Roosevelt Hairston Jr., who was fired in February for allegedly embezzling $1.7 million from Children's Hospital of Philadelphia, was charged Thursday with mail fraud, money laundering, and filing a false tax return to try to hide the theft, the U.S. Attorney's Office announced.
Hairston, 45, who lives with his wife and four daughters in a 7,000-square-foot home in Malvern, held various senior positions at Children's before becoming the hospital's general counsel a little more than a year ago.
His lawyer, Howard Bruce Klein of Philadelphia, said that a guilty plea would soon be entered.
"Undoubtedly, Roosevelt made huge mistakes in his life," Klein said Thursday. "He readily admitted these when confronted by investigators from Kroll," a company hired by Children's to conduct a probe.
The federal charges, filed in a "criminal information" in U.S. District Court in Philadelphia, allege that Hairston submitted dozens of false invoices from shell companies that he created to steal from Children's.
Between December 1999 and December 2003, when Hairston was responsible for coordinating the hospital's legal defense against medical-malpractice claims, he allegedly submitted invoices for expert witnesses that did not exist or had not provided services.
In June 2007, when Hairston oversaw community and government relations for Children's, he allegedly resumed the fraud, submitting bogus claims for various consulting companies.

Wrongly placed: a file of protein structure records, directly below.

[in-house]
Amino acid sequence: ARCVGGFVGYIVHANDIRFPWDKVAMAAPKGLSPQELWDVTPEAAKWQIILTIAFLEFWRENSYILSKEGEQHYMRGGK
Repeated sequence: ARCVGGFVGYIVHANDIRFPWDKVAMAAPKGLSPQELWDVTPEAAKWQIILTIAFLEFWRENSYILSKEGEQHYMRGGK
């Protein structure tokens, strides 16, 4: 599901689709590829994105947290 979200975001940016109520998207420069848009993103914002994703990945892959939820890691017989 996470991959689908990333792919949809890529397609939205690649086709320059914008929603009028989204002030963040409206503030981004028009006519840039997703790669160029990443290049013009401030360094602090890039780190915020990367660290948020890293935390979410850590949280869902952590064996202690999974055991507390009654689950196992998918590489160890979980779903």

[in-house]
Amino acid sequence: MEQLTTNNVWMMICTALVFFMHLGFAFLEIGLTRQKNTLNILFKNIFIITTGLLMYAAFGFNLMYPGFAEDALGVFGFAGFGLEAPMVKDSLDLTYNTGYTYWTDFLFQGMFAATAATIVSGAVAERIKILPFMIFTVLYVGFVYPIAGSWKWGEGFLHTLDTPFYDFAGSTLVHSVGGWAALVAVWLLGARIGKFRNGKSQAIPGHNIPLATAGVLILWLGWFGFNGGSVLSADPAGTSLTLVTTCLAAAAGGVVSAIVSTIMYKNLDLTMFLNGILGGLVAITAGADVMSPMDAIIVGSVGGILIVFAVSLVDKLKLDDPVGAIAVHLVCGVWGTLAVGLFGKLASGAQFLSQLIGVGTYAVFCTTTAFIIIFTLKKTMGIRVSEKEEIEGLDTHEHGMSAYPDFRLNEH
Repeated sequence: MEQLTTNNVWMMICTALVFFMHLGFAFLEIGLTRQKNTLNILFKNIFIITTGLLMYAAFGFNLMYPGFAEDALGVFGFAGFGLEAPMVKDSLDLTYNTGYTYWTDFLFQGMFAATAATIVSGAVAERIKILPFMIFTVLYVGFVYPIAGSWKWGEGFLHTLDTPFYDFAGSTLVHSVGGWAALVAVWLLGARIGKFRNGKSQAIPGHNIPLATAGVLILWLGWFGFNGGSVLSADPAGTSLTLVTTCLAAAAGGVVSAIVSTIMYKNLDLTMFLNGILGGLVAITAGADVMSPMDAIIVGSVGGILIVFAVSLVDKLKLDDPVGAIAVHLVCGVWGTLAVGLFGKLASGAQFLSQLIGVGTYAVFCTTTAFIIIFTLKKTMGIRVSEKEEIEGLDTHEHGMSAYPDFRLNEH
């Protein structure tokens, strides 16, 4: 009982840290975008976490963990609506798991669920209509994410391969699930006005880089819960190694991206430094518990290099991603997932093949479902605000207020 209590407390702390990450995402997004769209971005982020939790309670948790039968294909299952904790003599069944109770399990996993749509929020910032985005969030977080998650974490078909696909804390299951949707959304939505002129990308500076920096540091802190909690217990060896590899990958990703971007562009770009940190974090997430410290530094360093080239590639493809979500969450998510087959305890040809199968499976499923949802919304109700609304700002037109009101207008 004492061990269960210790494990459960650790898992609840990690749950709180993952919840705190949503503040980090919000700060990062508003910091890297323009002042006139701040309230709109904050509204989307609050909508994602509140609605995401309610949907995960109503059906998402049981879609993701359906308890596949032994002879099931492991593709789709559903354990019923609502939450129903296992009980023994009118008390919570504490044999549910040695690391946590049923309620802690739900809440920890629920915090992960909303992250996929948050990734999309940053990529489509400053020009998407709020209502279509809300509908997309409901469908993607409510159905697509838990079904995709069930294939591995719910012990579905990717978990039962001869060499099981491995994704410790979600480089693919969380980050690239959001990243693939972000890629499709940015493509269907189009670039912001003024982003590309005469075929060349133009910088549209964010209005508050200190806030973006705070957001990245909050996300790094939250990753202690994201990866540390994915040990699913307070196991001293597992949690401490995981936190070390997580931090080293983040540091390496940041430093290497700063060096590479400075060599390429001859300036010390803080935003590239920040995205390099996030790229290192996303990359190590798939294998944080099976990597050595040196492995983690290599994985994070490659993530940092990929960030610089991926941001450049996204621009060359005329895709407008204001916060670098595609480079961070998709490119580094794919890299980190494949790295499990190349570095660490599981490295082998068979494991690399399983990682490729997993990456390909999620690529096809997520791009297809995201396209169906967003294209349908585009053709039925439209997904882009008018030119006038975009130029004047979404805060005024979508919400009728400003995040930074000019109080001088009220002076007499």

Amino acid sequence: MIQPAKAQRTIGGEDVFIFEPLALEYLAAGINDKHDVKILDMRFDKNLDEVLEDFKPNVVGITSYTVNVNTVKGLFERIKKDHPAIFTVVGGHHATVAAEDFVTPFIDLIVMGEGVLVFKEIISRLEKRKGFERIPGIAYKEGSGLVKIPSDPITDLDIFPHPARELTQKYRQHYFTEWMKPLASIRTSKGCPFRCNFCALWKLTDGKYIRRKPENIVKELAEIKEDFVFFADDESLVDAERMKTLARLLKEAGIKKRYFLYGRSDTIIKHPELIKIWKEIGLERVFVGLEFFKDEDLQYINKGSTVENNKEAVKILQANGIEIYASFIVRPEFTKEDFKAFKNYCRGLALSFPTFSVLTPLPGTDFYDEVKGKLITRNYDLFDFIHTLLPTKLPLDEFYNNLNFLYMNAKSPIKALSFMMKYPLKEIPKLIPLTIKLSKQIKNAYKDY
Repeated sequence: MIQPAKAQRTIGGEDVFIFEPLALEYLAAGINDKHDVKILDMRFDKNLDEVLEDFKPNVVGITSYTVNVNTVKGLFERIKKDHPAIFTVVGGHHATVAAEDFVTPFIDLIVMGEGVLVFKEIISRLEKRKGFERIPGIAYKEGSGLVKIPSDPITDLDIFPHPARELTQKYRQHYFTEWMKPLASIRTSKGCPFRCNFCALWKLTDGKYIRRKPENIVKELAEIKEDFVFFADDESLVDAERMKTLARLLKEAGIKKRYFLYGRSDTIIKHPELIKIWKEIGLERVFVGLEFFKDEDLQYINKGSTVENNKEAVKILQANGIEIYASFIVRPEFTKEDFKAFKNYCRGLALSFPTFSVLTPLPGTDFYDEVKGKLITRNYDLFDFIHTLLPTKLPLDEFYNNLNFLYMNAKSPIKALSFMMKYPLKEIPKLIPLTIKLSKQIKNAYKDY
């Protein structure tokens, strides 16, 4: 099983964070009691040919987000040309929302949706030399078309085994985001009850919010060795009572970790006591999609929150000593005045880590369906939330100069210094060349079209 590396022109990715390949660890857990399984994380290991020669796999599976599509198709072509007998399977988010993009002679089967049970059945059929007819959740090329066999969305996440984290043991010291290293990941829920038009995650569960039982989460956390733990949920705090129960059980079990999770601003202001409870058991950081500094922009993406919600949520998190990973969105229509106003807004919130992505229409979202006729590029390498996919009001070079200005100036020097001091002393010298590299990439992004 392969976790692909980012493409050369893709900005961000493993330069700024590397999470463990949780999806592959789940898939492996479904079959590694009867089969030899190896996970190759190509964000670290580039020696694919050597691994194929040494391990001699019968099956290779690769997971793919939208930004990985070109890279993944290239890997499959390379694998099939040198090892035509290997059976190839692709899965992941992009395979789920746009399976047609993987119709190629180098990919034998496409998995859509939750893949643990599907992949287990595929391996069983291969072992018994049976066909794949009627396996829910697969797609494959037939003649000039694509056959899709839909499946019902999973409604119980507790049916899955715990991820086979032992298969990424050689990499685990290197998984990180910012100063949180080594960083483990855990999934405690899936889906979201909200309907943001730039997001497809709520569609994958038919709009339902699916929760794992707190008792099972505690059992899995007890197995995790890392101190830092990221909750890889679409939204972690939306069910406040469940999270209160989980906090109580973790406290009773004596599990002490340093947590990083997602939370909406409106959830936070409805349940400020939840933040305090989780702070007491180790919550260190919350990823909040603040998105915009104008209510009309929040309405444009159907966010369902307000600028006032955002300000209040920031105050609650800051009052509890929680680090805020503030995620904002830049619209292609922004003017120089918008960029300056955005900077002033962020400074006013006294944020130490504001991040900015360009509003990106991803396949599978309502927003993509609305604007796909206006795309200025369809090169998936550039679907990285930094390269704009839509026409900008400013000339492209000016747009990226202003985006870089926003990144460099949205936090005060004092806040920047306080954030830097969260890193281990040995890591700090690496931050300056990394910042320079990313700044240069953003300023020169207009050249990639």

At times, hospital personnel questioned Hairston about information or errors in the invoices. To fool his coworkers - including his personal assistant - Hairston allegedly went so far as to steal the identity of a longtime friend and create bogus e-mail accounts in the friend's name.
To "launder the proceeds," the charges allege, Hairston opened bank accounts and established phony offices in the shell companies' names.
"Hairston used the funds he stole from CHOP to live a lavish lifestyle, purchasing luxury items, like real estate, a luxury yacht with a captain to maintain the yacht, high-end automobiles, and many other luxury items," U.S. Attorney Zane David Memeger said in a news release.
The government is seeking the forfeiture of any property derived from the alleged theft up to - "but not limited to" - $1.7 million. If that property cannot be recovered, the government will "seek forfeiture of any other property of the defendant's" up to the value of the theft.
Hairston graduated from Temple University's law school in 1990 and worked for prominent Philadelphia law firms before joining Children's in 1997. In 2009, his compensation from the hospital was $727,130, a 15 percent increase over 2008, records show.
Hairston was also involved with many community organizations, nonprofits, and advisory boards, including Arthur Ashe Youth Tennis, the Red Cross of Southeastern Pennsylvania, and the Public Interest Law Center of Philadelphia.
Klein urged that Hairston not be "judged by one series of bad acts alone."
"There is a whole other side to him that should be known," Klein said. "In addition to being a devoted husband and father, Roosevelt is the most committed community servant and activist I have ever seen for a private citizen. We hope that justice is tempered with mercy in the ultimate judicial resolution of this matter."